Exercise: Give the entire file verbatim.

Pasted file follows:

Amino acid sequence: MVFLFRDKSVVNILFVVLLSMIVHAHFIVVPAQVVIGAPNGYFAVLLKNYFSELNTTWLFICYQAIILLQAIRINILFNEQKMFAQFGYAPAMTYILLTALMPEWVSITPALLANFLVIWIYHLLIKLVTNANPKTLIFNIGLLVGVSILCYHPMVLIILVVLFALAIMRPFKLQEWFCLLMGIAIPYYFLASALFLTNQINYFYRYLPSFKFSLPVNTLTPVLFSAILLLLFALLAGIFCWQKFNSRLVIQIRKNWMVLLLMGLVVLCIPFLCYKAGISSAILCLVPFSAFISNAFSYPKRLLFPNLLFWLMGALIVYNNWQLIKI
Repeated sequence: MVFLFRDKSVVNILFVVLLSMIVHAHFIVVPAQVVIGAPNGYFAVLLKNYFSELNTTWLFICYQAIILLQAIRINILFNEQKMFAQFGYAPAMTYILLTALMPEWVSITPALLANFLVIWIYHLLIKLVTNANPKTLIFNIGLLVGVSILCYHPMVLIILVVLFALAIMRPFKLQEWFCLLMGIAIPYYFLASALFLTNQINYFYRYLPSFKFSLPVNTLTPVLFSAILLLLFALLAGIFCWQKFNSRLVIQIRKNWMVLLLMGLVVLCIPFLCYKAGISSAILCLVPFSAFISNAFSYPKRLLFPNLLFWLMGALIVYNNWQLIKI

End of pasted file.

Amino acid sequence: MVFLFRDKSVVNILFVVLLSMIVHAHFIVVPAQVVIGAPNGYFAVLLKNYFSELNTTWLFICYQAIILLQAIRINILFNEQKMFAQFGYAPAMTYILLTALMPEWVSITPALLANFLVIWIYHLLIKLVTNANPKTLIFNIGLLVGVSILCYHPMVLIILVVLFALAIMRPFKLQEWFCLLMGIAIPYYFLASALFLTNQINYFYRYLPSFKFSLPVNTLTPVLFSAILLLLFALLAGIFCWQKFNSRLVIQIRKNWMVLLLMGLVVLCIPFLCYKAGISSAILCLVPFSAFISNAFSYPKRLLFPNLLFWLMGALIVYNNWQLIKI
Repeated sequence: MVFLFRDKSVVNILFVVLLSMIVHAHFIVVPAQVVIGAPNGYFAVLLKNYFSELNTTWLFICYQAIILLQAIRINILFNEQKMFAQFGYAPAMTYILLTALMPEWVSITPALLANFLVIWIYHLLIKLVTNANPKTLIFNIGLLVGVSILCYHPMVLIILVVLFALAIMRPFKLQEWFCLLMGIAIPYYFLASALFLTNQINYFYRYLPSFKFSLPVNTLTPVLFSAILLLLFALLAGIFCWQKFNSRLVIQIRKNWMVLLLMGLVVLCIPFLCYKAGISSAILCLVPFSAFISNAFSYPKRLLFPNLLFWLMGALIVYNNWQLIKI